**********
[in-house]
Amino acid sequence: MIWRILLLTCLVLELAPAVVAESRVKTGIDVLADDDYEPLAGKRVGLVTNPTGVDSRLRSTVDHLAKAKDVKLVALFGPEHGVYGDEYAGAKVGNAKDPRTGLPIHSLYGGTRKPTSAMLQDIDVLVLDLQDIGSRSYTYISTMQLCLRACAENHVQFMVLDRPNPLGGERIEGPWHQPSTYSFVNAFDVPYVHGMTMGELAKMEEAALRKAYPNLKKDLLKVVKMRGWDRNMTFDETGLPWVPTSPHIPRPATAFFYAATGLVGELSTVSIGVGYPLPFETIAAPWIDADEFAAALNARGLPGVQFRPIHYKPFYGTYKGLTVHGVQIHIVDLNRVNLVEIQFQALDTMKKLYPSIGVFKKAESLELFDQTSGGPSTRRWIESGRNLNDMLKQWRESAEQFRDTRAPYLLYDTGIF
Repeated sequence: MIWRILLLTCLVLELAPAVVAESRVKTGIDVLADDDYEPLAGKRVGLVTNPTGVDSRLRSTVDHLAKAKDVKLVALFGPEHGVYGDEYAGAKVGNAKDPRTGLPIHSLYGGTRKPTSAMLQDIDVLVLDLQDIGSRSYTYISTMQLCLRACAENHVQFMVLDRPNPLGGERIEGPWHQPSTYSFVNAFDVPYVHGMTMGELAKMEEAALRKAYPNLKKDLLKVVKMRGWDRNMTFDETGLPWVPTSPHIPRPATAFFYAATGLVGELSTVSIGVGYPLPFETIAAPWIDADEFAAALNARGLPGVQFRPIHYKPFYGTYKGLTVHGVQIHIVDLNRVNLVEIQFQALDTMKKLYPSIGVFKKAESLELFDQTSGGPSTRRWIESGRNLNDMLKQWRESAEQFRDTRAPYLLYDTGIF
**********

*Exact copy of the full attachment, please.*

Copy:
[in-house]
Amino acid sequence: MIWRILLLTCLVLELAPAVVAESRVKTGIDVLADDDYEPLAGKRVGLVTNPTGVDSRLRSTVDHLAKAKDVKLVALFGPEHGVYGDEYAGAKVGNAKDPRTGLPIHSLYGGTRKPTSAMLQDIDVLVLDLQDIGSRSYTYISTMQLCLRACAENHVQFMVLDRPNPLGGERIEGPWHQPSTYSFVNAFDVPYVHGMTMGELAKMEEAALRKAYPNLKKDLLKVVKMRGWDRNMTFDETGLPWVPTSPHIPRPATAFFYAATGLVGELSTVSIGVGYPLPFETIAAPWIDADEFAAALNARGLPGVQFRPIHYKPFYGTYKGLTVHGVQIHIVDLNRVNLVEIQFQALDTMKKLYPSIGVFKKAESLELFDQTSGGPSTRRWIESGRNLNDMLKQWRESAEQFRDTRAPYLLYDTGIF
Repeated sequence: MIWRILLLTCLVLELAPAVVAESRVKTGIDVLADDDYEPLAGKRVGLVTNPTGVDSRLRSTVDHLAKAKDVKLVALFGPEHGVYGDEYAGAKVGNAKDPRTGLPIHSLYGGTRKPTSAMLQDIDVLVLDLQDIGSRSYTYISTMQLCLRACAENHVQFMVLDRPNPLGGERIEGPWHQPSTYSFVNAFDVPYVHGMTMGELAKMEEAALRKAYPNLKKDLLKVVKMRGWDRNMTFDETGLPWVPTSPHIPRPATAFFYAATGLVGELSTVSIGVGYPLPFETIAAPWIDADEFAAALNARGLPGVQFRPIHYKPFYGTYKGLTVHGVQIHIVDLNRVNLVEIQFQALDTMKKLYPSIGVFKKAESLELFDQTSGGPSTRRWIESGRNLNDMLKQWRESAEQFRDTRAPYLLYDTGIF